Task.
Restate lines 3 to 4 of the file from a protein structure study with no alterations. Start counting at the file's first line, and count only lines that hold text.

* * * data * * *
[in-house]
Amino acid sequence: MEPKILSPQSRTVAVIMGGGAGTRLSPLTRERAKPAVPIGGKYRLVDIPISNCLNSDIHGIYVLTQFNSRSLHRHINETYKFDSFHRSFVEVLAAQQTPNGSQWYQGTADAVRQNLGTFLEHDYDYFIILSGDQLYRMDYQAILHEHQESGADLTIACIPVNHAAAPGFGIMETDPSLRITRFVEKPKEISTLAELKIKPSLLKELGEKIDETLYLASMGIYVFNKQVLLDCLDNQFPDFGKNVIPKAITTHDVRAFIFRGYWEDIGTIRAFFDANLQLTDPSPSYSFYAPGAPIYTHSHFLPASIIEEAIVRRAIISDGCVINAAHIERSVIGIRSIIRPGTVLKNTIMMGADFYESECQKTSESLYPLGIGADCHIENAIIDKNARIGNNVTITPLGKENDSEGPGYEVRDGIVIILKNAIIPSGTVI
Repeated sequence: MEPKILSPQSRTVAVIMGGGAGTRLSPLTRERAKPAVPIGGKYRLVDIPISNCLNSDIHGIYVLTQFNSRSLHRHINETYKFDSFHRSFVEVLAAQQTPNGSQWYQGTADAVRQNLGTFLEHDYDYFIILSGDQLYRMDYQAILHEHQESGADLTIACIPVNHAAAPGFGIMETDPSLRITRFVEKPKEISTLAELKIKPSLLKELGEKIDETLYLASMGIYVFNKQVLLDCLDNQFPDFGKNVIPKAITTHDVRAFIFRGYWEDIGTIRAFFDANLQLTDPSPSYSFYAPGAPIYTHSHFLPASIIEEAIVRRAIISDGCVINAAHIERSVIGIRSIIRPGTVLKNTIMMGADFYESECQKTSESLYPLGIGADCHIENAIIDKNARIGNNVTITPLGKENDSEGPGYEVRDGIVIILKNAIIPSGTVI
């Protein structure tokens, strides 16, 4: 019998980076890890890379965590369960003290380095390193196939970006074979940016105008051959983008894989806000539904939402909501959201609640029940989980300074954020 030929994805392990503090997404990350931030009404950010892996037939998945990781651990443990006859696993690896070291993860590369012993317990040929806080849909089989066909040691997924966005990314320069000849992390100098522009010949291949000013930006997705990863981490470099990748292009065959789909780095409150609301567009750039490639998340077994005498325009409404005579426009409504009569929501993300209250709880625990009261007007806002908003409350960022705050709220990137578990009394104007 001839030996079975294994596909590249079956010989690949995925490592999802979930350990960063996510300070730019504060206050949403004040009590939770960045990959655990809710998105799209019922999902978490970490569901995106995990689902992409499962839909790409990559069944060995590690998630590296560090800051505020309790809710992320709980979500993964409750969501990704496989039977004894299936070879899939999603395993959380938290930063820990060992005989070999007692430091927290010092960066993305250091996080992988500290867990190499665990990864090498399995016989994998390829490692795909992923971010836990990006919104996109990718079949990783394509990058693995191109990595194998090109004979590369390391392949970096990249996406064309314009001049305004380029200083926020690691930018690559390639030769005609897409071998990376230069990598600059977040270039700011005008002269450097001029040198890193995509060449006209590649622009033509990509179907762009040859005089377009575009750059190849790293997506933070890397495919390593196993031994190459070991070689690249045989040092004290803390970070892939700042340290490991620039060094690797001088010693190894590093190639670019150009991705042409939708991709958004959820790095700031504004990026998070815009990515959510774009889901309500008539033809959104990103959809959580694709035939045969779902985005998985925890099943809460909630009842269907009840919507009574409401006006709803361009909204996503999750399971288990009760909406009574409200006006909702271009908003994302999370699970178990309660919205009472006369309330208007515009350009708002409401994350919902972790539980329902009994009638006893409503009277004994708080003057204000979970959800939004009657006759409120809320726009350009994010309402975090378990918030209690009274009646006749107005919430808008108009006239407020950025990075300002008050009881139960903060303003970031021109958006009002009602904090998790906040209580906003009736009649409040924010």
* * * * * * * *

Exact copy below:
Repeated sequence: MEPKILSPQSRTVAVIMGGGAGTRLSPLTRERAKPAVPIGGKYRLVDIPISNCLNSDIHGIYVLTQFNSRSLHRHINETYKFDSFHRSFVEVLAAQQTPNGSQWYQGTADAVRQNLGTFLEHDYDYFIILSGDQLYRMDYQAILHEHQESGADLTIACIPVNHAAAPGFGIMETDPSLRITRFVEKPKEISTLAELKIKPSLLKELGEKIDETLYLASMGIYVFNKQVLLDCLDNQFPDFGKNVIPKAITTHDVRAFIFRGYWEDIGTIRAFFDANLQLTDPSPSYSFYAPGAPIYTHSHFLPASIIEEAIVRRAIISDGCVINAAHIERSVIGIRSIIRPGTVLKNTIMMGADFYESECQKTSESLYPLGIGADCHIENAIIDKNARIGNNVTITPLGKENDSEGPGYEVRDGIVIILKNAIIPSGTVI
């Protein structure tokens, strides 16, 4: 019998980076890890890379965590369960003290380095390193196939970006074979940016105008051959983008894989806000539904939402909501959201609640029940989980300074954020 030929994805392990503090997404990350931030009404950010892996037939998945990781651990443990006859696993690896070291993860590369012993317990040929806080849909089989066909040691997924966005990314320069000849992390100098522009010949291949000013930006997705990863981490470099990748292009065959789909780095409150609301567009750039490639998340077994005498325009409404005579426009409504009569929501993300209250709880625990009261007007806002908003409350960022705050709220990137578990009394104007 001839030996079975294994596909590249079956010989690949995925490592999802979930350990960063996510300070730019504060206050949403004040009590939770960045990959655990809710998105799209019922999902978490970490569901995106995990689902992409499962839909790409990559069944060995590690998630590296560090800051505020309790809710992320709980979500993964409750969501990704496989039977004894299936070879899939999603395993959380938290930063820990060992005989070999007692430091927290010092960066993305250091996080992988500290867990190499665990990864090498399995016989994998390829490692795909992923971010836990990006919104996109990718079949990783394509990058693995191109990595194998090109004979590369390391392949970096990249996406064309314009001049305004380029200083926020690691930018690559390639030769005609897409071998990376230069990598600059977040270039700011005008002269450097001029040198890193995509060449006209590649622009033509990509179907762009040859005089377009575009750059190849790293997506933070890397495919390593196993031994190459070991070689690249045989040092004290803390970070892939700042340290490991620039060094690797001088010693190894590093190639670019150009991705042409939708991709958004959820790095700031504004990026998070815009990515959510774009889901309500008539033809959104990103959809959580694709035939045969779902985005998985925890099943809460909630009842269907009840919507009574409401006006709803361009909204996503999750399971288990009760909406009574409200006006909702271009908003994302999370699970178990309660919205009472006369309330208007515009350009708002409401994350919902972790539980329902009994009638006893409503009277004994708080003057204000979970959800939004009657006759409120809320726009350009994010309402975090378990918030209690009274009646006749107005919430808008108009006239407020950025990075300002008050009881139960903060303003970031021109958006009002009602904090998790906040209580906003009736009649409040924010």